MEPS 533:79-92 (2015)  -  DOI: https://doi.org/10.3354/meps11383

Seasonality in dinitrogen fixation and primary productivity by coral reef framework substrates from the northern Red Sea

Laura Rix1,*, Vanessa N. Bednarz1, Ulisse Cardini1, Nanne van Hoytema1, Fuad A. Al-Horani2, Christian Wild1,3, Malik S. Naumann1

1Coral Reef Ecology Group (CORE), Leibniz Center for Tropical Marine Ecology (ZMT), Fahrenheitstr. 6, 28359 Bremen, Germany
2The University of Jordan - Aqaba and Marine Science Station (MSS), PO Box 2595, Aqaba 77110, Jordan
3Faculty of Biology and Chemistry (FB 2), University of Bremen, NW 2 / Leobener Str., 28359 Bremen, Germany
*Corresponding author:

ABSTRACT: N2 fixation by coral reef benthic substrates may support primary productivity on oligotrophic coral reefs. However, little is known regarding the influence of environmental parameters on coral reef benthic N2 fixation. This study quantified N2 fixation and photosynthesis in 3 common reef framework substrates: turf algae, coral rock, and the abundant encrusting sponge Mycale fistulifera over 4 seasons in the northern Gulf of Aqaba. N2 fixation activity was detected during day and night for all substrates, but on an annual average was significantly higher for turf algae (4.4 ± 3.9 nmol C2H4 cm-2 h-1) and coral rock (3.5 ± 2.8 nmol C2H4 cm-2 h-1) compared to M. fistulifera (0.2 ± 0.2 nmol C2H4 cm-2 h-1). There was strong seasonality in N2 fixation, with rates one order of magnitude higher in summer when temperature and irradiance were highest but inorganic nutrient concentrations lowest. During summer and fall, when nutrients were low, we found a significant positive linear relationship between gross photosynthesis (Pgross) and N2 fixation in turf algae and coral rock. Further, we estimate N2 fixation can supply up to 20 and 27% of the N demand for net photosynthesis (Pnet) in coral rock and turf algae, respectively. By contrast there was no significant relationship between N2 fixation and Pgross in M. fistulifera, which displayed negative Pnet and heterotrophic metabolism (Pgross:respiration <1). These findings highlight the role of environmental parameters in regulating benthic substrate-associated N2 fixation and the potential importance of fixed N for supporting primary production, particularly during nutrient-depleted conditions.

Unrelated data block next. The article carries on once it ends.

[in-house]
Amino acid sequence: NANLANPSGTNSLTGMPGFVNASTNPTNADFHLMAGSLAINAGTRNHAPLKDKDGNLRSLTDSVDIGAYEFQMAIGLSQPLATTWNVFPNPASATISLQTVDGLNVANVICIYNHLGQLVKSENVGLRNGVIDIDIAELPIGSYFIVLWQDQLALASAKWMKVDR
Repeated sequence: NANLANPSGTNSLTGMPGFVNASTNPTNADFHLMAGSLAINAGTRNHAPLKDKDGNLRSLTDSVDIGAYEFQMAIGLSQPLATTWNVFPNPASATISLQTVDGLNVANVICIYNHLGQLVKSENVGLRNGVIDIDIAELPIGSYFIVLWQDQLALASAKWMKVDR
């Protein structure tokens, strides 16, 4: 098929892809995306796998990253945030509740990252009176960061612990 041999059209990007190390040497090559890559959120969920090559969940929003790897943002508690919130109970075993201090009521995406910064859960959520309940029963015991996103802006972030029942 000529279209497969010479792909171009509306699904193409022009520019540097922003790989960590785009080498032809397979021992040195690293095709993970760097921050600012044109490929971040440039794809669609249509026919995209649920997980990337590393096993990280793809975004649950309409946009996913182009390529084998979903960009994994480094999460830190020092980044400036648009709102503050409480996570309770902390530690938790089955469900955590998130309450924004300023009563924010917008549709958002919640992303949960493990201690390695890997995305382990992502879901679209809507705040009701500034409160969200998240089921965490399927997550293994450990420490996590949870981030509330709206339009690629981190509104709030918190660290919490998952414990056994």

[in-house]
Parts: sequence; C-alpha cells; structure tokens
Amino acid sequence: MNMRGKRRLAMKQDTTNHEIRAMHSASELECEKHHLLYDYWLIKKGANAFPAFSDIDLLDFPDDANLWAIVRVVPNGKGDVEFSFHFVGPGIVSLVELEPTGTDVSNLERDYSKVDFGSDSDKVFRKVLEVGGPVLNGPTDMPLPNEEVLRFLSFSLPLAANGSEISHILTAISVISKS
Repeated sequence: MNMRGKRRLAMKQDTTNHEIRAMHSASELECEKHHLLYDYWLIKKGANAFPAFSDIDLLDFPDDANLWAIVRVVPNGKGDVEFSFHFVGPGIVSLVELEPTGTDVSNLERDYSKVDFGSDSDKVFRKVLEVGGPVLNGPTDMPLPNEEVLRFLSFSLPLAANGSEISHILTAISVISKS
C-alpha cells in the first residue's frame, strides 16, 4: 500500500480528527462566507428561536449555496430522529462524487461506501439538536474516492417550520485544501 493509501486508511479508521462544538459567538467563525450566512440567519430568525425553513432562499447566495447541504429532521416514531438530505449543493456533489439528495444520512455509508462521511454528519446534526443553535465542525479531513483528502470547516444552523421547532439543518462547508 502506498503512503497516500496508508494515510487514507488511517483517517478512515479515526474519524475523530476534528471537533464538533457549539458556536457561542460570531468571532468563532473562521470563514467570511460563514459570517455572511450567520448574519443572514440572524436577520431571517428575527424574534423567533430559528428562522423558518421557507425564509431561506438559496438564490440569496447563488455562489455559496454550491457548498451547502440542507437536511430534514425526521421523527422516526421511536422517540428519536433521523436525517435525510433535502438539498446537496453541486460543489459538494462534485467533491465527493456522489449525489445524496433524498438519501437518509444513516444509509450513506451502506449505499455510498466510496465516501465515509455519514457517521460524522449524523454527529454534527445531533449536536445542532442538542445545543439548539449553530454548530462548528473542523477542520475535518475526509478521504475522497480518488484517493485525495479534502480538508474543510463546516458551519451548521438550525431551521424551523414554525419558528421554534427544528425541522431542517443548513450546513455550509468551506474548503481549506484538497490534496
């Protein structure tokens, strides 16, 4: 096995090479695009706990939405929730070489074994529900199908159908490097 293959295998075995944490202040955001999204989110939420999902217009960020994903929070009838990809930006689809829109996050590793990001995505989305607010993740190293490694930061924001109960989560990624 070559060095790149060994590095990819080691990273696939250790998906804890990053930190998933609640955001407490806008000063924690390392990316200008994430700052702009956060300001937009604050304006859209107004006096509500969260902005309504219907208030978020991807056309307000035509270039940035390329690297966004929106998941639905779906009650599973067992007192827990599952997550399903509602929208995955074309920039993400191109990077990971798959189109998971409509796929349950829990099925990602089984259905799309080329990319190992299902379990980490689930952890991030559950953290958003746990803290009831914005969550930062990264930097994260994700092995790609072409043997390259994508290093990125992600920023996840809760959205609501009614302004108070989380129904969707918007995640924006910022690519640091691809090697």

KEY WORDS: Acetylene reduction · Photosynthesis · Turf algae · Sponges · Coral rock · Gulf of Aqaba


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Cite this article as: Rix L, Bednarz VN, Cardini U, van Hoytema N, Al-Horani FA, Wild C, Naumann MS (2015) Seasonality in dinitrogen fixation and primary productivity by coral reef framework substrates from the northern Red Sea. Mar Ecol Prog Ser 533:79-92. https://doi.org/10.3354/meps11383

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